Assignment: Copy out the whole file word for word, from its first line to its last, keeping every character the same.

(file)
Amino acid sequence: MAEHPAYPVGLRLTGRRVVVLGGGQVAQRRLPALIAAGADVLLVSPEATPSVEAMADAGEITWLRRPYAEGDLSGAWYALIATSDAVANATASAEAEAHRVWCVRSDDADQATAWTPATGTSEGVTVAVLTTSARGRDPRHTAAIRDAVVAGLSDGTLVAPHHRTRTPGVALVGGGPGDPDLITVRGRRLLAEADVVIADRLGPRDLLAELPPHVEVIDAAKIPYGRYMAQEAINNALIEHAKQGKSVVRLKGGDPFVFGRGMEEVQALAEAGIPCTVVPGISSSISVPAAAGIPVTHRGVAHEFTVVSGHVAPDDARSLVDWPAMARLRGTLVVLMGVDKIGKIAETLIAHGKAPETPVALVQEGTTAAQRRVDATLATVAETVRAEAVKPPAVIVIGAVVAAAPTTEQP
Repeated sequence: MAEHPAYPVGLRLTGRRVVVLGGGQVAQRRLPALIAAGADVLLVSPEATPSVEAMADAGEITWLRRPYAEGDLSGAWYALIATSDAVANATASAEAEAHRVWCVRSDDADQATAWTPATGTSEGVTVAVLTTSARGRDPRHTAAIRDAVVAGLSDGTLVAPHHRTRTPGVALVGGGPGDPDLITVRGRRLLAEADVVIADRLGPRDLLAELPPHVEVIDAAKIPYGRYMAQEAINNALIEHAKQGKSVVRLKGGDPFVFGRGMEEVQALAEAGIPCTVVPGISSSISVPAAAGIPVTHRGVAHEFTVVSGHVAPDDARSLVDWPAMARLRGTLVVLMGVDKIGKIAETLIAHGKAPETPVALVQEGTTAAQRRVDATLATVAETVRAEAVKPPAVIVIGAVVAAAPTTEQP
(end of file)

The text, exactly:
Amino acid sequence: MAEHPAYPVGLRLTGRRVVVLGGGQVAQRRLPALIAAGADVLLVSPEATPSVEAMADAGEITWLRRPYAEGDLSGAWYALIATSDAVANATASAEAEAHRVWCVRSDDADQATAWTPATGTSEGVTVAVLTTSARGRDPRHTAAIRDAVVAGLSDGTLVAPHHRTRTPGVALVGGGPGDPDLITVRGRRLLAEADVVIADRLGPRDLLAELPPHVEVIDAAKIPYGRYMAQEAINNALIEHAKQGKSVVRLKGGDPFVFGRGMEEVQALAEAGIPCTVVPGISSSISVPAAAGIPVTHRGVAHEFTVVSGHVAPDDARSLVDWPAMARLRGTLVVLMGVDKIGKIAETLIAHGKAPETPVALVQEGTTAAQRRVDATLATVAETVRAEAVKPPAVIVIGAVVAAAPTTEQP
Repeated sequence: MAEHPAYPVGLRLTGRRVVVLGGGQVAQRRLPALIAAGADVLLVSPEATPSVEAMADAGEITWLRRPYAEGDLSGAWYALIATSDAVANATASAEAEAHRVWCVRSDDADQATAWTPATGTSEGVTVAVLTTSARGRDPRHTAAIRDAVVAGLSDGTLVAPHHRTRTPGVALVGGGPGDPDLITVRGRRLLAEADVVIADRLGPRDLLAELPPHVEVIDAAKIPYGRYMAQEAINNALIEHAKQGKSVVRLKGGDPFVFGRGMEEVQALAEAGIPCTVVPGISSSISVPAAAGIPVTHRGVAHEFTVVSGHVAPDDARSLVDWPAMARLRGTLVVLMGVDKIGKIAETLIAHGKAPETPVALVQEGTTAAQRRVDATLATVAETVRAEAVKPPAVIVIGAVVAAAPTTEQP